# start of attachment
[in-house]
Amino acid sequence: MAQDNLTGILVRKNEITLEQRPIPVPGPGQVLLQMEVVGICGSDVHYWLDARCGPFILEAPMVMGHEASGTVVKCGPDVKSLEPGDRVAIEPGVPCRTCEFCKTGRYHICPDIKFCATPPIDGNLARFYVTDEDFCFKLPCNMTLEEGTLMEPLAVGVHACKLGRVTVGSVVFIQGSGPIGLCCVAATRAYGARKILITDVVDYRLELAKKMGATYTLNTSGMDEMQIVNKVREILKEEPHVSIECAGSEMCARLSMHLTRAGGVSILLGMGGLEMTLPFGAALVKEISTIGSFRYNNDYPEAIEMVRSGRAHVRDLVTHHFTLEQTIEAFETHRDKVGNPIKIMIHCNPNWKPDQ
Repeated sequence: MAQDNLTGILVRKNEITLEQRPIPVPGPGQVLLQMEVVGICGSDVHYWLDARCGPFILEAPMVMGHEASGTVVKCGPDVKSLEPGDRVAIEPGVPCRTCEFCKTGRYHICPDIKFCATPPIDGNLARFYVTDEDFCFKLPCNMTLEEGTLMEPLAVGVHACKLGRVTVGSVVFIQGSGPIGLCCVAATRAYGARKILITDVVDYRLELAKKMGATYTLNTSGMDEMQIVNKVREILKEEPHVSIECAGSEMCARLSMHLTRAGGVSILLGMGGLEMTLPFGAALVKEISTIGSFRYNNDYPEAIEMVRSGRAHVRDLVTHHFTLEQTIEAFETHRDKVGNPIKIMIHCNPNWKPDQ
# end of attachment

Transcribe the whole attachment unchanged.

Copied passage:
[in-house]
Amino acid sequence: MAQDNLTGILVRKNEITLEQRPIPVPGPGQVLLQMEVVGICGSDVHYWLDARCGPFILEAPMVMGHEASGTVVKCGPDVKSLEPGDRVAIEPGVPCRTCEFCKTGRYHICPDIKFCATPPIDGNLARFYVTDEDFCFKLPCNMTLEEGTLMEPLAVGVHACKLGRVTVGSVVFIQGSGPIGLCCVAATRAYGARKILITDVVDYRLELAKKMGATYTLNTSGMDEMQIVNKVREILKEEPHVSIECAGSEMCARLSMHLTRAGGVSILLGMGGLEMTLPFGAALVKEISTIGSFRYNNDYPEAIEMVRSGRAHVRDLVTHHFTLEQTIEAFETHRDKVGNPIKIMIHCNPNWKPDQ
Repeated sequence: MAQDNLTGILVRKNEITLEQRPIPVPGPGQVLLQMEVVGICGSDVHYWLDARCGPFILEAPMVMGHEASGTVVKCGPDVKSLEPGDRVAIEPGVPCRTCEFCKTGRYHICPDIKFCATPPIDGNLARFYVTDEDFCFKLPCNMTLEEGTLMEPLAVGVHACKLGRVTVGSVVFIQGSGPIGLCCVAATRAYGARKILITDVVDYRLELAKKMGATYTLNTSGMDEMQIVNKVREILKEEPHVSIECAGSEMCARLSMHLTRAGGVSILLGMGGLEMTLPFGAALVKEISTIGSFRYNNDYPEAIEMVRSGRAHVRDLVTHHFTLEQTIEAFETHRDKVGNPIKIMIHCNPNWKPDQ